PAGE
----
Health Secretary Matt Hancock’s pledge to ensure 100,000 people a day are tested for coronavirus by the end of the month might have sounded significant but it has raised questions about how the government will meet the target. Labour says details are scant. Shadow health secretary Jonathan Ashworth wants to know how many of the 100,000 would be blood tests, and what role testing would play in the government’s lockdown “exit strategy”.
Academics warn testing is not a “magic bullet” and caution against creating a “false sense of security” with talk of “immunity certificates” when the science is unproven. Health correspondent Nick Triggle assesses the government’s performance against its pledges on testing, protective equipment for NHS staff and provision of ventilators for seriously ill patients.
Meanwhile, the battle to preserve the health of the economy continues, with the government revamping its emergency loans scheme to make it easier for struggling businesses to access funds and bailing out the bus industry to keep routes open.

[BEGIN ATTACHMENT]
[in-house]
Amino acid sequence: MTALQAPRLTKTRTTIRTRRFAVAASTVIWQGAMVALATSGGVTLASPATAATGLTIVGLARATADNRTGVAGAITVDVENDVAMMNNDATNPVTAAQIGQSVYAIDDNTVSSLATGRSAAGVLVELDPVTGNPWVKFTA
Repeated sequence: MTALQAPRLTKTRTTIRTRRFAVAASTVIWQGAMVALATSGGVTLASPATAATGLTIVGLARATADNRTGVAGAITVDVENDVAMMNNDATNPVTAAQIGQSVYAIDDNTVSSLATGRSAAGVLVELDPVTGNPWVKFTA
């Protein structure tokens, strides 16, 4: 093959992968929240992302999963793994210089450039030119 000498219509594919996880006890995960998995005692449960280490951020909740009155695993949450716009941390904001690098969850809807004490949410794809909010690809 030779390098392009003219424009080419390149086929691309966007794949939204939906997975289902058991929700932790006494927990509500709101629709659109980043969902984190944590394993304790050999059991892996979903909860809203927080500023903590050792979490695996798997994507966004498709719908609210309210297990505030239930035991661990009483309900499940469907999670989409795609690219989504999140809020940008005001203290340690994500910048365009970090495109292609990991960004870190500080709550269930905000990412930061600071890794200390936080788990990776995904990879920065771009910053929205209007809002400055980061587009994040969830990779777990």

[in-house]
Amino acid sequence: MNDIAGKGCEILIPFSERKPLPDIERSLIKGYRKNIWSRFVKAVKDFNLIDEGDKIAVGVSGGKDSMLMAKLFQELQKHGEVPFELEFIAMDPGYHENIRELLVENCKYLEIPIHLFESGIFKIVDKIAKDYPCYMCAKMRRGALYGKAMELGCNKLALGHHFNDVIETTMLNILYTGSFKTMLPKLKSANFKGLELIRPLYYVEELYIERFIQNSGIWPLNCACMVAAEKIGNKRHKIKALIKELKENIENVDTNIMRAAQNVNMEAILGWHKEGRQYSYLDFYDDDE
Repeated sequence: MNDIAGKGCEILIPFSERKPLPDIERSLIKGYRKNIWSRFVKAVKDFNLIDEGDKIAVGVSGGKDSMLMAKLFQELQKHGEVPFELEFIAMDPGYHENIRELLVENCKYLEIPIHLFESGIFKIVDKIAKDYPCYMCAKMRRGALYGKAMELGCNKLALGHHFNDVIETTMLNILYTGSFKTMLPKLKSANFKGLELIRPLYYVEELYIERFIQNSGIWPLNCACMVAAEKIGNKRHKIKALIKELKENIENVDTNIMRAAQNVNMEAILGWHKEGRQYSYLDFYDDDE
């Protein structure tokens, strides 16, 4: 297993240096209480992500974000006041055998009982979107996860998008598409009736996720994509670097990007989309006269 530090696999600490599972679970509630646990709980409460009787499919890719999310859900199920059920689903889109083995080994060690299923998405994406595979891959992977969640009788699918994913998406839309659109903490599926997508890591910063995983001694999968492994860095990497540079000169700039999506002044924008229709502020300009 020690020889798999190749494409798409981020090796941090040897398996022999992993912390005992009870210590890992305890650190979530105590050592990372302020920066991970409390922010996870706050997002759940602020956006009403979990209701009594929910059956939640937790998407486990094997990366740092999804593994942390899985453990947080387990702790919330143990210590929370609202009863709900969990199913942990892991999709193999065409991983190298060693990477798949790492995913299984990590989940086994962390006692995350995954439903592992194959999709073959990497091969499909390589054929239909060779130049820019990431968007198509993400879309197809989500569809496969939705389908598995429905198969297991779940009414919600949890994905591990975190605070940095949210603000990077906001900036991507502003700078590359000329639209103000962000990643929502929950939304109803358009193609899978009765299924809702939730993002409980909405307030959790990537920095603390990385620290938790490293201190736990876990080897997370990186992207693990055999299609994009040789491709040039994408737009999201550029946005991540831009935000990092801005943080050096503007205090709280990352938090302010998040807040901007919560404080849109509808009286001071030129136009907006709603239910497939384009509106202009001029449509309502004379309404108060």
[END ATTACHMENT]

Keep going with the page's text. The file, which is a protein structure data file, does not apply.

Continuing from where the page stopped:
For a second week, the nation honoured its key workers with applause on Thursday evening. One of them, Dr John Wright of Bradford Royal Infirmary, writes for us about the pressure NHS staff feel now they are dealing with multiple patient deaths.
As our live page notes, the US and Spain have recorded new highs for daily deaths of patients with Covid-19. To get an idea of the pressures medical teams are under, watch American nurse Tre Kwon’s powerful account of cutting short her maternity leave to return to the frontline, and see the conditions in an intensive care unit in the Spanish region of Catalonia.
More than a million cases have now been confirmed worldwide, with nearly 53,000 people dying and more than 210,000 having recovered, according to Johns Hopkins University, in the US. We look at the handful of countries yet to declare a positive case, and the steps they are taking to try to stay virus-free.